Gang Hunting – for the Perfect Christmas Tree

You may have heard, or read, that a shortage of Christmas trees across the country is driving prices up significantly. There are several reasons for the shortage, starting with the major effects of the 2008 recession and ending with recent drought and forest fires. During that recession, a big drop in sales led to prices so low that tree farmers were selling their suddenly-overabundant yule trees for less than the cost of growing them. That led to fewer trees being planted and – now – fewer trees available across the country.

We in Washington, of course, are luckier that most regions of the country. We are surrounded (almost) by “perfect” trees, and the cutting permits are only a fin (half a sawbuck) each. This is a perfect year to start a new tradition or add onto an existing one. If you and your family generally purchase a tree, why not plan a family fresh air excursion into the National Forest ground around us? If you already make that annual family tree hunt, why not plan to include a neighbor – or the whole neighborhood – on a Community Christmas Tree Hunt?

This “tree hunt” is an inexpensive and simple endeavor. Think about it: the USFS Okanogan-Wenatchee National Forest Christmas tree permit is close by and five bucks; the trees are within a 10 to 30 mile drive of your home; you likely have the vehicle for the weather; a saw or axe; hot chocolate, coffee, hot cider, snacks and sandwiches are always handy this time of year; and you have now rounded up your winter clothing. This is an easy and joyful opportunity to celebrate the Christmas season.

Start by selecting your group – family or friends or both. Then obtain the number of needed $5 permit/tree tags. Get them online or over-the-counter.

Pick up permits at: Kittitas County Chamber of Commerce, 609 North Main in Ellensburg; Cle Elum Visitors Center, 312 West First Street in Cle Elum; Mac-A-Bee Gifts of the Southwest, 1401 Airport Road in Cle Elum; Pioneer Coffee Company, 121 N Pennsylvania Ave in Cle Elum; Sportland Shell Mini Mart on Hwy 903 between Cle Elum & Roslyn; and Basecamp Books and Bites, 110 W Pennsylvania Ave in Roslyn. [Remember that your fourth-grader can get a free tree permit by presenting their Every Kid Outdoors Pass to all federal lands, or the voucher available at]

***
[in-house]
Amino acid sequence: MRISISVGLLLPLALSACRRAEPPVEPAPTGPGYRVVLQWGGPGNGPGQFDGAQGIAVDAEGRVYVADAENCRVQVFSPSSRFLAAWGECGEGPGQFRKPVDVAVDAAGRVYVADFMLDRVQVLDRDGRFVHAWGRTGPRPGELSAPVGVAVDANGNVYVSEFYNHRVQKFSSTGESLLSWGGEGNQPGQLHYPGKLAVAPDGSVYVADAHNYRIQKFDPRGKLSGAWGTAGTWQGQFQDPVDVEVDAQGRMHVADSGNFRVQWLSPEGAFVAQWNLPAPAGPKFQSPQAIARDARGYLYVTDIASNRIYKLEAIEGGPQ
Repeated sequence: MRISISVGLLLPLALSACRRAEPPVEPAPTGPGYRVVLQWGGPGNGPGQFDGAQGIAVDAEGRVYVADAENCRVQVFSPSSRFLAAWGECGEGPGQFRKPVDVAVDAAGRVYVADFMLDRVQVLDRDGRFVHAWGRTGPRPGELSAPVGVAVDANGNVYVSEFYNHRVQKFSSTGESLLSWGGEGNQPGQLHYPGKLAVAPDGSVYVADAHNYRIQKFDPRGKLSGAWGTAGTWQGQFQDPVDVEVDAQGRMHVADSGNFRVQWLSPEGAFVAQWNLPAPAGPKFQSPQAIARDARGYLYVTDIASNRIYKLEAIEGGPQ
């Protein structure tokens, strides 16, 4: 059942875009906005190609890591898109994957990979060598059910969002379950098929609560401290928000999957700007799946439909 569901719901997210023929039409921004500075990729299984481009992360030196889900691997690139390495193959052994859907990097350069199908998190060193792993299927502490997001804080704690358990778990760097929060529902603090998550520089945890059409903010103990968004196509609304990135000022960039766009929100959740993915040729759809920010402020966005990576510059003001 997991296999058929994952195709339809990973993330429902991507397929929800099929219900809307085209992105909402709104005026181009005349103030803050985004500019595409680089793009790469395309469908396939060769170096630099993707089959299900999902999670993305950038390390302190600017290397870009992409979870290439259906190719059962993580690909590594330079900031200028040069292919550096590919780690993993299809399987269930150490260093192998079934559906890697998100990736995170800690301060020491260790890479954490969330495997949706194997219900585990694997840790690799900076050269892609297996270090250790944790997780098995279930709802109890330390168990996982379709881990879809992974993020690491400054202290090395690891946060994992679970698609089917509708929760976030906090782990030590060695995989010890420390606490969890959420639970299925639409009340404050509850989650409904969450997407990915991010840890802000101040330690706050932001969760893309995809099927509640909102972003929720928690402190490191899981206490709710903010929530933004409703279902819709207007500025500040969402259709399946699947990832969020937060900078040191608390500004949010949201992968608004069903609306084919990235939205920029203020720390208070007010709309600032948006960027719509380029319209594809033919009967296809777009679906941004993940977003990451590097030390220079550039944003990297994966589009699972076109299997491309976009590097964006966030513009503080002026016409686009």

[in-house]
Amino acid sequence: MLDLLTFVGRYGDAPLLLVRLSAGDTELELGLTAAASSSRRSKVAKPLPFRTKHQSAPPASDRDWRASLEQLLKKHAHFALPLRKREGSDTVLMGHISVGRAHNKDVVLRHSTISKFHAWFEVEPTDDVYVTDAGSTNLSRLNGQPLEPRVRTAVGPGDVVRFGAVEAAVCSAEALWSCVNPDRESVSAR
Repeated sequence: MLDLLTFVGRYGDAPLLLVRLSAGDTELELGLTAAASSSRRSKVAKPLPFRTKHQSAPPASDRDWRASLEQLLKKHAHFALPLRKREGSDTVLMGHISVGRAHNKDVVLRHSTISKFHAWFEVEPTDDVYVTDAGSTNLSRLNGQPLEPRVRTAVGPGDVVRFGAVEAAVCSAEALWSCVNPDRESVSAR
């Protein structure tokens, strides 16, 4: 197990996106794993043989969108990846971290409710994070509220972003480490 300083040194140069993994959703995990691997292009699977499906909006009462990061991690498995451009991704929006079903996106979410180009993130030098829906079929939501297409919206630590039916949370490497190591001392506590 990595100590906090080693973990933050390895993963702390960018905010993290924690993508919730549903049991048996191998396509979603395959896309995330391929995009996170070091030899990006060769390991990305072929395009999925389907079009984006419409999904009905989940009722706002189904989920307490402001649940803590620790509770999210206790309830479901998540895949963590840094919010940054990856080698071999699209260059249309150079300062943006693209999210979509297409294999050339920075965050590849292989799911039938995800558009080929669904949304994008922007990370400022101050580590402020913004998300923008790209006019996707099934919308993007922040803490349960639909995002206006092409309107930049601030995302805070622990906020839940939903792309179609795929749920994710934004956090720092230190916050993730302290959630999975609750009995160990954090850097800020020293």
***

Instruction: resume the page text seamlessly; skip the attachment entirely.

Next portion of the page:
If you prefer, make online purchases on the Okanogan-Wenatchee National Forest webpage at

Next is the simple process or deciding where to go hunt your tree(s). Each year, on our “tree hunt” our family and entourage heads for a small pocket of perfect Douglas firs in the Upper County. There we wander from perfect tree to perfect tree until each tree needed has received proper approval. Other friends swear by an area up Table Mountain, or some hidden stand of trees somewhere up Manastash. Maps of National Forest land (all open for Christmas tree hunting) around the area are handed out with each permit. For PDF maps of open areas across the forest, the simple rules for cutting, along with videos, photos and coaching, however, you might spend a few minutes on the forest webpage. Look it all over and pick a spot or two.

Once you get out there, you will likely have choices of tree types. My family always goes for a Douglas fir, probably because The Old Man – my father – insisted that this was the only true and genuine Christmas tree. The grand fir, noble fir, Pacific silver fir and subalpine fir also make beautiful trees. Poke around the USFS webpage, above, for photos and characteristics, then choose the tree that wants to celebrate with you.

This tree hunt can be a lifelong family and friend tradition. Many decades ago, at some point in December, we would head up to Uncle Ed and Aunt Evy’s place on the Little Chumstick, out of Leavenworth, Washington. Somewhere on those hillsides was the perfect tree, and only a unanimous vote would get it cut. Tree after tree received a split ballot, but over time my younger siblings would grow weary of democracy, and some perfect young Douglas fir would get a unanimous, teeth-chattering, “Aye!” The Old Man would thank God for our family and outing and the tree for its gift of holiday cheer, and cut the tree.

Years later, from Denver, I would take my Hucklings and their mom on a drive into the Pike National Forest foothills southwest of the metro area. In a conga line of hundreds of chained-up rigs, we would snake our way along the designated one-way trail. About two hours out of our driveway, we’d pull off the trail and pile into the snow. After a bit of “Up there, dad!” or “Over there, mom” we would achieve a unanimous vote, and inaugurate our Christmas season.

Again, probably this week, we will gather family and our permits and head up the County. We all still need the fresh air and the celebration of the hunt for this icon of the season. Decorated with the trappings of faith and family ways, surrounded and filled with gifts, the Christmas tree – with its scent filling the home – is still the focal point of most of our family celebrations.

Pick a day, grab the gang, clothing, tools, food and drink, and go find your tree!

Written by Jim Huckabay. Posted in Uncategorized

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